NAIROBI (Reuters) - With online business increasingly driving economic growth, developing nations’ top priority should be the infrastructure their citizens need to get connected, delegates at an Internet conference in Nairobi said this week.
The Internet’s potential to raise living standards is under-exploited in the developing world, where just 21 percent of the population have access, compared with 69 percent in the developed world.
In a study published earlier this year, consultancy Mckinsey found that the Internet accounted for 21 percent of economic growth in mature economies, and that almost $8 trillion (5.13 trillion pound) changes hands through e-commerce each year.
But regions such as Africa, lacking the broadband infrastructure mature economies enjoy, have an uphill struggle to encourage telecoms operators to invest in the mobile networks needed to bring the Internet to the masses — especially when the masses have little disposable income to repay their investment.
“There is no way developing countries should sit back and wait, because online activities are driving offline activities,” said Joe Mucheru, head of Google in Sub-Saharan Africa.
Participants at the United Nations-sponsored Internet Governance Forum said there was a need to expand infrastructure such as undersea cables and wireless networks for markets where the primary mode of connection to the Web is by mobile phone.
Increased bandwidth capacity and increased competition will cut prices and allow more people to get connected, government officials and company executives attending the forum said.
Some Western telecoms operators facing stagnation at home are prepared to make big bets on connecting developing nations; France Telecom, under the brand name Orange, is seeking to double its revenue in the Middle East and Africa to 7 billion euros (6.1 billion pounds) in the coming years.
It is already present in Egypt, Tunisia, Senegal and Kenya, among other African countries. One of its present projects is the building of an undersea cable to improve Internet connectivity in west Africa.
“We’ve prioritised spending on the undersea cables, since that will really be a vast improvement to what is currently available,” said Thierry Bonhomme, head of networks at France Telecom.
Today, much of Africa’s Internet traffic is delivered via satellites, which have far less capacity and connectivity than the intercontinental cables that are slowly being built.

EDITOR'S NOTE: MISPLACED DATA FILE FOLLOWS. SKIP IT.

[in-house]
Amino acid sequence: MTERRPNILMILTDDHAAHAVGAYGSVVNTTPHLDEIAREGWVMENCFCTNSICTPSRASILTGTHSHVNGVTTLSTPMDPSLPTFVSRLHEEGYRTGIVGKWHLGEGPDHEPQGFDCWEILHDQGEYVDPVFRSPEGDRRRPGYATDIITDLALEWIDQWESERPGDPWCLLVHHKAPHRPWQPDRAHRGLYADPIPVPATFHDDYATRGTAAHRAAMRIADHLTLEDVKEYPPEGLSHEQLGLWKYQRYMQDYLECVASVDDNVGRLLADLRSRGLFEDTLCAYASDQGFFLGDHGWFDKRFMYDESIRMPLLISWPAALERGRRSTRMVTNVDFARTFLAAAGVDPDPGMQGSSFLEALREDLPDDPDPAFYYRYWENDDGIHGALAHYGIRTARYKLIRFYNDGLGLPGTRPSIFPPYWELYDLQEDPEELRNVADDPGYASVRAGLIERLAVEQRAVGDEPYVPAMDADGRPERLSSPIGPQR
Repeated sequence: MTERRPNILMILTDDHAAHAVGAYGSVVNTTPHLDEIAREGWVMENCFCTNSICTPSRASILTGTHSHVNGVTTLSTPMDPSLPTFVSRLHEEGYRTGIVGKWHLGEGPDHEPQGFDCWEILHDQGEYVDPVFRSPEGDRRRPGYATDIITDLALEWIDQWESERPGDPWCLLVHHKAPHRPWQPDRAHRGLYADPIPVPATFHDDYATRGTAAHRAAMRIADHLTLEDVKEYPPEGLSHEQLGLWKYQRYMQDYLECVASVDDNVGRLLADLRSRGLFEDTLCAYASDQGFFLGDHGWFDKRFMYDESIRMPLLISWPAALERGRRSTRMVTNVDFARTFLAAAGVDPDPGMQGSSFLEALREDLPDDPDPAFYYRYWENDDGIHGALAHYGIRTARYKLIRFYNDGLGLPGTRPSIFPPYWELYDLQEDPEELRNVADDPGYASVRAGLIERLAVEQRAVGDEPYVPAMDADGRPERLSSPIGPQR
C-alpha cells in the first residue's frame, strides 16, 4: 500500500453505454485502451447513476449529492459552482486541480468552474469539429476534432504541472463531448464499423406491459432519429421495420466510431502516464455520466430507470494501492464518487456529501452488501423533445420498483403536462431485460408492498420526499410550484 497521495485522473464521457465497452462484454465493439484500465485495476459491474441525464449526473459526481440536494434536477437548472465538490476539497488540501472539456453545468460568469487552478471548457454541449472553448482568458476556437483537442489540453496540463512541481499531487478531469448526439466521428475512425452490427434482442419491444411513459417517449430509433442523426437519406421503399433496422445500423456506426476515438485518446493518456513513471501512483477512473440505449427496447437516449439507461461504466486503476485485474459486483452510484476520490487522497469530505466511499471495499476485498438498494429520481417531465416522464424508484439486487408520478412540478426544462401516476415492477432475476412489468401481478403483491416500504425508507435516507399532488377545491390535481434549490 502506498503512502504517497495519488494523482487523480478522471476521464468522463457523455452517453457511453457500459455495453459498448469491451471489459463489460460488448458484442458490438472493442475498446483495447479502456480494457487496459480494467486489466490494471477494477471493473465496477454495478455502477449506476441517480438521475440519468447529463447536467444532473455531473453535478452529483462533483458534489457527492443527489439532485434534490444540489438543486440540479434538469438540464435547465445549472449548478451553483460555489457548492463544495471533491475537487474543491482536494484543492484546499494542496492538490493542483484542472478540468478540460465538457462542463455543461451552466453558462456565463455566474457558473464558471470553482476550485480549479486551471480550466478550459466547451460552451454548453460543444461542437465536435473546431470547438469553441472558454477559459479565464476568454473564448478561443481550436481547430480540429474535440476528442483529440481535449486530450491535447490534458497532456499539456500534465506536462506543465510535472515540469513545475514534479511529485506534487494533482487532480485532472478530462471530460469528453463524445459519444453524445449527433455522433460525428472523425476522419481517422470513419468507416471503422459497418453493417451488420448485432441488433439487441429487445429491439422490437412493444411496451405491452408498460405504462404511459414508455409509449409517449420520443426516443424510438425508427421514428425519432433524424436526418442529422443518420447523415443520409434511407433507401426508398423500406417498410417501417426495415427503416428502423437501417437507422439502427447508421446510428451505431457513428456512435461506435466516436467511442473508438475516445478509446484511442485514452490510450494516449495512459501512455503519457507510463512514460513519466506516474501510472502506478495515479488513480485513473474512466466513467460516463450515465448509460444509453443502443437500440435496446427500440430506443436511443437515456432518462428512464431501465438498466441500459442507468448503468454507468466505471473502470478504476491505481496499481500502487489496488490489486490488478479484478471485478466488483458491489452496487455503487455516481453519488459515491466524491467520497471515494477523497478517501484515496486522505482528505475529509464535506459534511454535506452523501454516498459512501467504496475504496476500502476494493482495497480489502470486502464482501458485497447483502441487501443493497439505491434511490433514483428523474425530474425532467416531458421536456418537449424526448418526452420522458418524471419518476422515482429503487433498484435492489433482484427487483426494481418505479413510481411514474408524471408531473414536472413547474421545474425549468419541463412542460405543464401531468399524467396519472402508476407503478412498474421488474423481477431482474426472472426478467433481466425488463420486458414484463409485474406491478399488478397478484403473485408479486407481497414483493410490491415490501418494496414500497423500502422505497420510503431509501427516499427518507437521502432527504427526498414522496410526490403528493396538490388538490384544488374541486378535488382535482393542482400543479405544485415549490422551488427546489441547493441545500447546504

In Nigeria, it costs $1,100 to buy capacity per megabyte on the Lagos to Abuja link — nearly double the $600 it costs to buy the same capacity on the much longer Lagos to London link, due to the lack of internal infrastructure once the signal reaches Africa.
Executives of cable operators there have been lobbying the government to formulate forward-looking policies that can help cut the costs of moving capacity within the country.
Bitange Ndemo, the top official at Kenya’s ministry of communication, says the answer lies in the construction of a national fibre network to take capacity brought on submarine cables to homes and businesses.
“I ask you to make (access) to this resource (high-speed Internet) a human rights issue,” Ndemo told participants at the meeting.
“If access to broadband is declared a human rights issue, then governments will step in and invest so no human being is left behind.”
The east African nation, whose approach to provision of communication infrastructure and industry-friendly regulations was promoted by delegates to the conference as a viable model for other developing nations, is in the process of putting up a next-generation LTE network — more advanced than most developed economies can boast — to be run by several firms.
The mobile phone is the primary tool of access to the Internet in Africa, driving some handset makers such as Nokia to incorporate Web functions into their latest low-priced models aimed at the continent.
In light of that, Robert Pepper, vice president for global technology policy at Cisco Systems, said African nations could increase access to the Web by switching off analogue television in favour of digital TV and using the spectrum used by TV stations for wireless Internet networks.
Nations that impose steep taxes and levies on landing rights for firms that are building submarine cables connecting the continent with the outside world will miss out as the cable operators bypass such nations, delegates to the forum warned.
“Traditionally, international telecom firms were seen as a source of foreign investment and international currencies. Now, if governments have high fees and taxes for cable landings, operators will just by-pass those countries,” said Cisco’s Pepper.
($1 = 0.733 Euros)
Additional reporting by Leila Abboud in Paris; Editing by Georgina Prodhan